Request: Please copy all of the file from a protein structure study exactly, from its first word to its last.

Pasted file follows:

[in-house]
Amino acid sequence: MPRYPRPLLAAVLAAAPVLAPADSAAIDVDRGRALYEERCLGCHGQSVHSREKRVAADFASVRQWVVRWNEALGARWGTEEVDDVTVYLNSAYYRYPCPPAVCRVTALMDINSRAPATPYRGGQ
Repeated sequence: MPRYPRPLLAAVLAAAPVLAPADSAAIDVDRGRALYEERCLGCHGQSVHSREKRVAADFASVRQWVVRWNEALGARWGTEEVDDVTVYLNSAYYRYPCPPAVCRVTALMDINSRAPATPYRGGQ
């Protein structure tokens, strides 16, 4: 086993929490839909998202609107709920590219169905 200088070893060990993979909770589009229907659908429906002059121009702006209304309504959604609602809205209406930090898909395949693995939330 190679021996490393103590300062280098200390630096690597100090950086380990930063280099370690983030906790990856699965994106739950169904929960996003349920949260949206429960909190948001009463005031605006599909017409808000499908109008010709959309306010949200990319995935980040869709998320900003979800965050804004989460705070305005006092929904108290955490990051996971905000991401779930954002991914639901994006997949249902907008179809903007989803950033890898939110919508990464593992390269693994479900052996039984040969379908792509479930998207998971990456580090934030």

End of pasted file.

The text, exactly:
[in-house]
Amino acid sequence: MPRYPRPLLAAVLAAAPVLAPADSAAIDVDRGRALYEERCLGCHGQSVHSREKRVAADFASVRQWVVRWNEALGARWGTEEVDDVTVYLNSAYYRYPCPPAVCRVTALMDINSRAPATPYRGGQ
Repeated sequence: MPRYPRPLLAAVLAAAPVLAPADSAAIDVDRGRALYEERCLGCHGQSVHSREKRVAADFASVRQWVVRWNEALGARWGTEEVDDVTVYLNSAYYRYPCPPAVCRVTALMDINSRAPATPYRGGQ
């Protein structure tokens, strides 16, 4: 086993929490839909998202609107709920590219169905 200088070893060990993979909770589009229907659908429906002059121009702006209304309504959604609602809205209406930090898909395949693995939330 190679021996490393103590300062280098200390630096690597100090950086380990930063280099370690983030906790990856699965994106739950169904929960996003349920949260949206429960909190948001009463005031605006599909017409808000499908109008010709959309306010949200990319995935980040869709998320900003979800965050804004989460705070305005006092929904108290955490990051996971905000991401779930954002991914639901994006997949249902907008179809903007989803950033890898939110919508990464593992390269693994479900052996039984040969379908792509479930998207998971990456580090934030």